The Right to Bail under Ethiopian Federal Anti-corruption Laws: Implications on the Right of the Accused (Case-oriented Study)

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Addis Ababa, Ethiopia


One of the fundamental rules that guide decisions during criminal justice administration is the presumption that a suspect is innocent until his guilt has been established by a court of competent jurisdiction. This presumption is enshrined in the FDRE constitution as fundamental human rights. Consequently, the rights of suspects remain largely protected during the process of criminal justice administration, from arrest to conviction. Full and non-discriminatory realization of rights of human beings during criminal proceedings requires administration of criminal justice in full compliance with human rights standards. This research examines the Constitutional, Procedural and Judicial significance of bail in criminal justice administration in the Federal Courts of Ethiopia. Thus, the practice in the federal courts of ensuring protection of rights to be presumed innocent and to be released on bail as an element of fair trial guarantees are examined. The research therefore has analyzed the factors that influence bail decisions and just administration of bail in Federal Courts, with emphasis on laws and practices on criminal proceedings of corruption offences. With a view to inform the study with evidences from the practice the study besides to the legal framework has examined cases and proceedings of corruption offences and investigated the enforcement of essential bail rights in the course of the proceedings. Based on these investigations the study has found that the practice in the federal courts seen diminishing the protection that should be given to fundamental guarantees of person accused/suspected of corruption offense. Firstly, article 4 (1) of the revised anti-corruption proclamation which provides that an arrested person suspected of a corruption offense punishable for more than ten years shall not be released on bail has denied the court its important role in regards to protection of the rights to release on bail and to be presumed innocent of an accused person. This opens a space for arbitrary application of the commission’s power and prevents the court from playing its role by examining seriousness of the offense, the nature of evidence and behavior of the suspect. This observation is further confirmed by analysis of cases examined by this study which shown that suspects were detained for longer period and finally found innocent. In another note the study also found that article 5 (2) of the same proclamation undermines the right of suspect because it automatically authorizes suspension of a lower court decision to release the suspect on bail based only on filing of appeal by the prosecutor or investigator. This coupled with the fact that the appeal process usually takes longer time it results in punishing suspects before conviction. Moreover, the fact that article 7 IV (4) of the proclamation mandatorily provides that matters related to bail shall be tried only by the court that has jurisdiction to hear corruption offence cases makes realization of the right to bail difficult. This is so due to the fact that federal courts are not permanently present in all parts of the country and hears cases on a circuit court arrangement which in between the suspect faces lengthy detention before trial. Owing to this the study found that the current legislative framework and practice has weakness in dealing with right to bail of suspects of corruption offense. Thus the legislative framework and the practice of federal courts in connection to bail rights of person suspected of corruption offence needs to be revised so that it becomes compatible to the constitutional guarantees and international human rights standards.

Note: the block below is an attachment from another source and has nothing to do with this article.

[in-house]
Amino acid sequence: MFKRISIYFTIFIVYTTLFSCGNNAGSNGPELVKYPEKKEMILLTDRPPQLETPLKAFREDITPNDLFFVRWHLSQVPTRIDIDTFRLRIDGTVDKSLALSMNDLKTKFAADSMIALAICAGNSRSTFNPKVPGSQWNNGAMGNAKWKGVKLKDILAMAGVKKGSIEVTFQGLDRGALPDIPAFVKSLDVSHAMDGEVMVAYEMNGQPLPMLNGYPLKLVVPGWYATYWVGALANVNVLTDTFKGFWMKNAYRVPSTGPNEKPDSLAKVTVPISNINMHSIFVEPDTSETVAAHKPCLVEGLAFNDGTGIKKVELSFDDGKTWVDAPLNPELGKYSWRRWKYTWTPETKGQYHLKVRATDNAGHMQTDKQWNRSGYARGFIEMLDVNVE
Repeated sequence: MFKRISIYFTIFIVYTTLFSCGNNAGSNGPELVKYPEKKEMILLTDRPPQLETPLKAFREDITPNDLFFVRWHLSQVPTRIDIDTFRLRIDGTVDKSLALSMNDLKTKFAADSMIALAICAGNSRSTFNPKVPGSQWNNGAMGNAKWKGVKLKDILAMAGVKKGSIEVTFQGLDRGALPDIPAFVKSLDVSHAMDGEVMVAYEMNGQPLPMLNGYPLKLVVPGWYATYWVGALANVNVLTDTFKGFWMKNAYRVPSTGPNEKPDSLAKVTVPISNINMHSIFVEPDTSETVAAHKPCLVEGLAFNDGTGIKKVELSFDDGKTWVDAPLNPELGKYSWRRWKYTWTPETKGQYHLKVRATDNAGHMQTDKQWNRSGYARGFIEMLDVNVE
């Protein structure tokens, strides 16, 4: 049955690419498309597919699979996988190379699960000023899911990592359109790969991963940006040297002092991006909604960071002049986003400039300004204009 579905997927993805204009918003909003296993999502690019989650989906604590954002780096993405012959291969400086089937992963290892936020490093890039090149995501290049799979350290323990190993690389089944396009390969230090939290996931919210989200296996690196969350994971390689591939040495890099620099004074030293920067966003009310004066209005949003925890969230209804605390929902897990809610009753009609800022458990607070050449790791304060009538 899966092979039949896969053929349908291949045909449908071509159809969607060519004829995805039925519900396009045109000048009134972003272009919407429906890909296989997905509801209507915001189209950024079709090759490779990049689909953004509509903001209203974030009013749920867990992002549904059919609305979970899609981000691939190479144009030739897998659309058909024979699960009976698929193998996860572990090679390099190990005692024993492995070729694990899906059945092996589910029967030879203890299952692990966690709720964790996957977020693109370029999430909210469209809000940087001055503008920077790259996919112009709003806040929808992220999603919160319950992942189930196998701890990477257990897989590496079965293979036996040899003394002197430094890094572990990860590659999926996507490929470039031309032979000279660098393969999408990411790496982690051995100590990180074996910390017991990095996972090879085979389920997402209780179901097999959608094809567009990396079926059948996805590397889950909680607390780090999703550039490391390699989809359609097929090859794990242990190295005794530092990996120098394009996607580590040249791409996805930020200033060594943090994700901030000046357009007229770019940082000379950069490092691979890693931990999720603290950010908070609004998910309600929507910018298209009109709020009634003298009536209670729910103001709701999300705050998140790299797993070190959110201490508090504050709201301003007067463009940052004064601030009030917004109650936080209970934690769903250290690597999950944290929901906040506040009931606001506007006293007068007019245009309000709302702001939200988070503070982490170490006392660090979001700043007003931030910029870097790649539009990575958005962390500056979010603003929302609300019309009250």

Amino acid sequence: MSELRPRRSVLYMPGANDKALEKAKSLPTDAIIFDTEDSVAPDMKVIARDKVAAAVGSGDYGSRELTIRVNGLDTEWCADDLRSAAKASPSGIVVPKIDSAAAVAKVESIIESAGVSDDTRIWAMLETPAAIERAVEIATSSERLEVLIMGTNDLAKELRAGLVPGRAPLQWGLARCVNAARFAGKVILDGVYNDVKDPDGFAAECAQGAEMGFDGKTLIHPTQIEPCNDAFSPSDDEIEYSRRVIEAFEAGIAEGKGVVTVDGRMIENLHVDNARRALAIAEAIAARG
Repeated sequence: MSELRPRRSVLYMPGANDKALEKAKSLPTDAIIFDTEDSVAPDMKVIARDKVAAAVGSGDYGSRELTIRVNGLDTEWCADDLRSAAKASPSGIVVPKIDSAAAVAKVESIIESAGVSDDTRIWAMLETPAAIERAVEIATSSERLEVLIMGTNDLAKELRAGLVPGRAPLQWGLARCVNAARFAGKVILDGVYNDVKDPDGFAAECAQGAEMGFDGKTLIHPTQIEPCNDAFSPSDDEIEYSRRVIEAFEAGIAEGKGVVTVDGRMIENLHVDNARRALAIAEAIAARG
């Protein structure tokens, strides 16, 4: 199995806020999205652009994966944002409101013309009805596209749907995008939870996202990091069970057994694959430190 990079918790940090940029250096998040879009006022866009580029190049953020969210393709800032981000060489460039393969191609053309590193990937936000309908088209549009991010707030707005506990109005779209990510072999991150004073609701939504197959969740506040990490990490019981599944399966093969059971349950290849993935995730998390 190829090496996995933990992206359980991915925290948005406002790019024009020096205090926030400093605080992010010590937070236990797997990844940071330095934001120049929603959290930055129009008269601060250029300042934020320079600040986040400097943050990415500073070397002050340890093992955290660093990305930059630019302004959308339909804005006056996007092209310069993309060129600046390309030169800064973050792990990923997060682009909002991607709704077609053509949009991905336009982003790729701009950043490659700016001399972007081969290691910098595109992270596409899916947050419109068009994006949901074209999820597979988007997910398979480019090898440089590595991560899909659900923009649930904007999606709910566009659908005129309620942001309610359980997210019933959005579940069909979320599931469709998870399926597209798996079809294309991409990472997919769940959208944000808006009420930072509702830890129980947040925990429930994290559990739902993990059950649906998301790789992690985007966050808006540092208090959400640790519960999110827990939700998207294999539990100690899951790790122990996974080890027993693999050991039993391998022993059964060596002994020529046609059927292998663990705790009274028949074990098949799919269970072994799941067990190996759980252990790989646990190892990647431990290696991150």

Right to Bail under Ethiopian Federal Anti-corruption